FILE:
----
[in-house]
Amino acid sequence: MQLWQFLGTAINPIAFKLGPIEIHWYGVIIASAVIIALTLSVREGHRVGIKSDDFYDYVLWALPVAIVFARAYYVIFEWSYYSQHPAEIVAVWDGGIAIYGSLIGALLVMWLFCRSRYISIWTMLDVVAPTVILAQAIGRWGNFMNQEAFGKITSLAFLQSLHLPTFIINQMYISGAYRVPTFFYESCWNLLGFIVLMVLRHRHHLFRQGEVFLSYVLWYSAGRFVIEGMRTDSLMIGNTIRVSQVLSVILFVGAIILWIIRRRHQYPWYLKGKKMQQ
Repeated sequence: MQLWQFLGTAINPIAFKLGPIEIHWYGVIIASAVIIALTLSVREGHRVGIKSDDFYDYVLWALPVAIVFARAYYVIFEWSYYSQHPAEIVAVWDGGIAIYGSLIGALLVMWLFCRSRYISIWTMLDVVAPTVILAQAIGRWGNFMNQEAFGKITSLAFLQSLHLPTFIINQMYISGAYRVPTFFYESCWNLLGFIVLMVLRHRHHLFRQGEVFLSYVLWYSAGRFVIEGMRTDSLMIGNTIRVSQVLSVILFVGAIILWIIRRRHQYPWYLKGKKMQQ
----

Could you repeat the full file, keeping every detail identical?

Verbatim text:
[in-house]
Amino acid sequence: MQLWQFLGTAINPIAFKLGPIEIHWYGVIIASAVIIALTLSVREGHRVGIKSDDFYDYVLWALPVAIVFARAYYVIFEWSYYSQHPAEIVAVWDGGIAIYGSLIGALLVMWLFCRSRYISIWTMLDVVAPTVILAQAIGRWGNFMNQEAFGKITSLAFLQSLHLPTFIINQMYISGAYRVPTFFYESCWNLLGFIVLMVLRHRHHLFRQGEVFLSYVLWYSAGRFVIEGMRTDSLMIGNTIRVSQVLSVILFVGAIILWIIRRRHQYPWYLKGKKMQQ
Repeated sequence: MQLWQFLGTAINPIAFKLGPIEIHWYGVIIASAVIIALTLSVREGHRVGIKSDDFYDYVLWALPVAIVFARAYYVIFEWSYYSQHPAEIVAVWDGGIAIYGSLIGALLVMWLFCRSRYISIWTMLDVVAPTVILAQAIGRWGNFMNQEAFGKITSLAFLQSLHLPTFIINQMYISGAYRVPTFFYESCWNLLGFIVLMVLRHRHHLFRQGEVFLSYVLWYSAGRFVIEGMRTDSLMIGNTIRVSQVLSVILFVGAIILWIIRRRHQYPWYLKGKKMQQ